The state of the environment is now a major concern for all governments, industries and companies. It’s constantly in the news and there’s a general acceptance about the great benefits of more sustainable ways of life. Recycling is a big part of this and is now practiced on a very large scale, with many homes and offices now having their own recycling bins and collection services.
But recycling the odd envelope or doodled scrap of paper can sometimes feel like it won’t make much of a difference, and you often wonder what even happens to the paper once it’s shipped off to the recycling centres.
To follow on from our latest look at reusing cardboard, we’ve decided to lay down a few facts about paper recycling to help motivate you to get all the bits of paper you have laying around shipped off for recycling.
First off we’ll have a little look at how paper is currently used around the world:
- The world’s paper consumption is on the rise
- The UK alone uses 12.5 million tonnes of paper each year
- Businesses in the U.S. generate enough paper to wrap around the glenvelobe around 20 times
- Paper production accounts for around 12% of all energy used in the industrial sector
- Almost half of all printouts and photocopies are thrown away each day
- Europeans and North Americans use around 200kg of paper each per year
So paper is big business, but what about how we recycle it? Well, here’s how things stand in terms of paper recycling at the moment:
- Around 50% of paper produced annually is recycled
- Recycled paper produces 73% less air pollution than if it was made from raw materials
- For every tonne of paper recycled, 17 trees are saved
- Paper from offices is recycled into tissue, toilet paper and paper towels
- Back in 1993, paper recovery in the U.S. saved more than 90,000,000 cubic yards of landfill space
How is paper recycled?
The process of paper recycling is often something of a mystery to the average man on the street, but we can shine some light on it:
After being collected by the local council, paper is taken to the paper mill where it is sorted into differing grades of quality. It is then pulped in a tank filled with water and chemicals that separate the fibres – these include caustic soda, hydrogen peroxide and soap. The fibres are then de-inked and whitened using whitening agents.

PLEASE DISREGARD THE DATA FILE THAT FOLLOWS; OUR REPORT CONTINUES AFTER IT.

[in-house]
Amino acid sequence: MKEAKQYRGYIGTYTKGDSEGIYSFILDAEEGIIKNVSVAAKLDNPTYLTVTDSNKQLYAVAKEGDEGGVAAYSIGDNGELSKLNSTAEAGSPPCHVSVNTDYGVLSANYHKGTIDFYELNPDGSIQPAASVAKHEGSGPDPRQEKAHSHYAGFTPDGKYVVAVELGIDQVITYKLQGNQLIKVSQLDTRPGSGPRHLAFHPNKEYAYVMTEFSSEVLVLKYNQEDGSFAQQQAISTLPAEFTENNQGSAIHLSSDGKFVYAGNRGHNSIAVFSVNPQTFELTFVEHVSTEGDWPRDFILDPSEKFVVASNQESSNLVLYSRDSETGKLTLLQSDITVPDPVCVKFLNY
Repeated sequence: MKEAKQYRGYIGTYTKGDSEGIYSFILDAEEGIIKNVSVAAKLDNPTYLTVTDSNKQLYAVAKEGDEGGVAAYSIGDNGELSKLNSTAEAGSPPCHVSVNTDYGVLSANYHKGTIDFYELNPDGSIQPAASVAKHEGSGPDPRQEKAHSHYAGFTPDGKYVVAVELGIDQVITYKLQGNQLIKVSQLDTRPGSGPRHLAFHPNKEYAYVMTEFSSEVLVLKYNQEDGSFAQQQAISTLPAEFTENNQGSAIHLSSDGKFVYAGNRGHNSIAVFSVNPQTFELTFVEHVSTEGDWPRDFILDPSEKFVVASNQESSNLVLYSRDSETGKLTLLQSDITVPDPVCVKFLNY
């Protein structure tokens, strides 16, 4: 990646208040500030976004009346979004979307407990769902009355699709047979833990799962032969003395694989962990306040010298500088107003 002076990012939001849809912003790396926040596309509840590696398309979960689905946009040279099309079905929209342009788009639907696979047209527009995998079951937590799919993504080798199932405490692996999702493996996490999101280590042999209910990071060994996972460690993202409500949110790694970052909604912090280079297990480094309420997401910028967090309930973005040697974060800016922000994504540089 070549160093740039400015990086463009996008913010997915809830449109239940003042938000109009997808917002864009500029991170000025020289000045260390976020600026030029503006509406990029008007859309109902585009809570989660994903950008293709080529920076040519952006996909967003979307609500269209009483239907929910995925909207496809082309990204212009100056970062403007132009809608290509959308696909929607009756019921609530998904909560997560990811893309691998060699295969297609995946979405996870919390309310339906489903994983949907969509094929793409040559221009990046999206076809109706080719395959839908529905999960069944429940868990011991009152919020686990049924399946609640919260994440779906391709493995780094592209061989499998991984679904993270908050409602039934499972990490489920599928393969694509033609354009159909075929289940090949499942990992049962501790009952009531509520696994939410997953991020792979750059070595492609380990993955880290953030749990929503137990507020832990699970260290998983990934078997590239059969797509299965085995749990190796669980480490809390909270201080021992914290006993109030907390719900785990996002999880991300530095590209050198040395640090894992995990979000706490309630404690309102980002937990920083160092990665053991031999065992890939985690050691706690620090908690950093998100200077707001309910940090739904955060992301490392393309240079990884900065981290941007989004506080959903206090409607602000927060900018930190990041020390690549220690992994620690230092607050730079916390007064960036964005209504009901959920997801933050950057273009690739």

The pulp is then fed into the paper machine and passed over a vibrating machine and through rollers to remove a large part of the water. The sheets are then heated on more rollers and dried. After that they pass through a machine that helps to smooth the paper out to achieve the best possible standard of evenness.
The sheets are finally rolled up into gigantic rolls and tested to ensure they meet the required standards. Upon being cut and divided into sheets of varying size and packed, they are ready for shipping and ready to be used again.
Which papers can be recycled?
Not all papers can be recycled in the above manner. Most councils have collection services for paper recycling, but these often vary from region to region. It is sometimes unclear what can and cannot be put in paper recycling bins, so below is a short list of which common types of paper are eligible for recycling:
Can be recycled:
- Office paper
- Brochures (small)
- Envelopes (without windows)
Cannot be recycled:
- Wrapping paper (unless it is pure paper – most wrapping paper has glitter or is made from a plastic material)
Sources: http://www.forestethics.org/paper-the-facts; http://earthecho.org/news/did_you_know_some_interesting_facts_about_the_environment; http://www.environmentalpaper.eu/paper-facts/; http://www.recycling-guide.org.uk/facts.html; http://www.usi.edu/recycle/paper-recycling-facts; http://www.recyclenow.com/facts-figures/how-it-recycled/paper; http://www.recyclenow.com/what-to-do-with/paper